Our View: Vote on dispensaries is right choice | SteamboatToday.com

Our View: Vote on dispensaries is right choice

The Steamboat Springs City Council made the right decision in letting voters decide whether to ban medical marijuana dispensaries.

We live in a representative democracy, and in most cases, we advocate that decisions be left to City Council. Council members are in the best position to research and make informed choices on most issues. That's what we elected them to do.

But the medical marijuana business is not a factual debate; rather, it's a question about community standards. Every City Council meeting on the medical marijuana issue has been filled with passionate arguments on both sides. Even the council is divided — a motion to ban medical marijuana dispensaries failed by a 4-3 vote Tuesday night.

That's why the 7-0 vote to put the issue on the November ballot was the correct one. The only way to know where the community's moral and ethical stance is on this issue is through the election process.

A little history on how we got to this point: In 2000, Colorado voters approved Amendment 20, which made medical marijuana legal for people with certain medical conditions. The amendment passed with 54 percent of the vote statewide. In Routt County, 65 percent of voters supported Amendment 20.

So in theory, a majority of the county's residents think patients who need medical marijuana should be able to use it. But support for medical marijuana use does not automatically translate into support for medical marijuana dispensaries. And given the expansion of the medical marijuana business in the 11 years since the vote, sentiments may have changed.

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Dispensaries — facilities that grow and sell marijuana to patients registered to use it — have been in Steamboat since 2009. In January 2010, the City Council adopted policies regulating them, effectively allowing them to operate within the city limits.

The council was charting new territory. There was no way to know exactly what the impacts of the dispensaries would be. Some 18 months and three dispensaries later, the impacts are clearer.

There now are about 1,100 registered medical marijuana users in Routt County — almost 6 percent of the county's adult population. One has to wonder whether the number of registered users would be that high without the dispensaries. And much to the chagrin of some council members, the dispensaries bring with them greater visibility of marijuana. A vote for dispensaries is a vote for increased medical marijuana advertising and media coverage. It simply comes with the territory.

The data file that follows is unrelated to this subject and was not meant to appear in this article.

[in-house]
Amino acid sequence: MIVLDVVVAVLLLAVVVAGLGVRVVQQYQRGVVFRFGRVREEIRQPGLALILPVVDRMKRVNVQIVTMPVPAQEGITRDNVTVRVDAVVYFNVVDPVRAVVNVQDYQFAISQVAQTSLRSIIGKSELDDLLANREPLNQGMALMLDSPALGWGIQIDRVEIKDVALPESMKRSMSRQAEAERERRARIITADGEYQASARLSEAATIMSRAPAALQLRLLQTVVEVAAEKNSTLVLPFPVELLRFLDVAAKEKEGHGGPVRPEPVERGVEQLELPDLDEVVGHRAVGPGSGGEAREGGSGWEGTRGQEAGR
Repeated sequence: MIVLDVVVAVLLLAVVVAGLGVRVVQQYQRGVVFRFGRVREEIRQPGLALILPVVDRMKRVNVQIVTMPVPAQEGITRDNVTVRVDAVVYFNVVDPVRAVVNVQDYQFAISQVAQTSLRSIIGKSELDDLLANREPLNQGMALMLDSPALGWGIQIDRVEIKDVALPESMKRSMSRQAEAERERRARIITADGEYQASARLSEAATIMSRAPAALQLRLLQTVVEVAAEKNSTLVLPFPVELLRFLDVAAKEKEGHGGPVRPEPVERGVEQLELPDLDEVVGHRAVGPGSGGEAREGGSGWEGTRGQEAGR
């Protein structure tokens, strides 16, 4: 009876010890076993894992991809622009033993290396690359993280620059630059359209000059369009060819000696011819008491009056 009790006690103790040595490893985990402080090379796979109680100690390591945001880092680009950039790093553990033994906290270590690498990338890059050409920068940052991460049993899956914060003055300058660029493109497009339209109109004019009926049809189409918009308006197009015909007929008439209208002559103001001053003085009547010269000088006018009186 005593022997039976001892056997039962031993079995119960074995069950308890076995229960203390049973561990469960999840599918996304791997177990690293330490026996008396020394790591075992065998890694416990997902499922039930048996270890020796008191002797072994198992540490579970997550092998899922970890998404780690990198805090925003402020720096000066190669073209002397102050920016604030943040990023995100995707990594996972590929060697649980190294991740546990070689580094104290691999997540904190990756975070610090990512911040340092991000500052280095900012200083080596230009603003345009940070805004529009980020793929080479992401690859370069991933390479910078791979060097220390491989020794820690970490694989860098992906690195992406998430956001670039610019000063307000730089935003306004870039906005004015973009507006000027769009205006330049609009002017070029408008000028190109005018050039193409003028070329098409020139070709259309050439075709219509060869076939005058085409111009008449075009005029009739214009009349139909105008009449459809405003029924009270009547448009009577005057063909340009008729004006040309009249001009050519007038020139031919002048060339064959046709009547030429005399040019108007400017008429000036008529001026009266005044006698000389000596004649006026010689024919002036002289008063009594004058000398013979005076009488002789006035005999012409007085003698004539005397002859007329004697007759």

Dispensary advocates argue that they allow for oversight and regulation of the industry, which is preferable to an untold number of grow operations providing marijuana to an ever-increasing population of registered users. And there are countless stories of people who say that medical marijuana is the only thing that adequately relieves the pain caused by debilitating illness. While banning dispensaries would have no affect on their right to use marijuana, it might make it harder for those patients to gain access to the drug.

Finally, medical marijuana businesses provide some level of economic benefit for the city in the form of payroll and sales tax contributions.

Steamboat city attorney Dan Foote noted that more than 100 of the state's communities have enacted regulations allowing or banning medical marijuana businesses. And the Colorado Municipal League reports that 37 communities have voted on the issue.

Listening to the impassioned crowd argue both sides of the issue at Tuesday night's City Council meeting and having watched council members struggle with their own stance on medical marijuana, it has become clear that a vote is the best means of resolving this issue. We urge the council to finalize the ballot issue when it meets in June.

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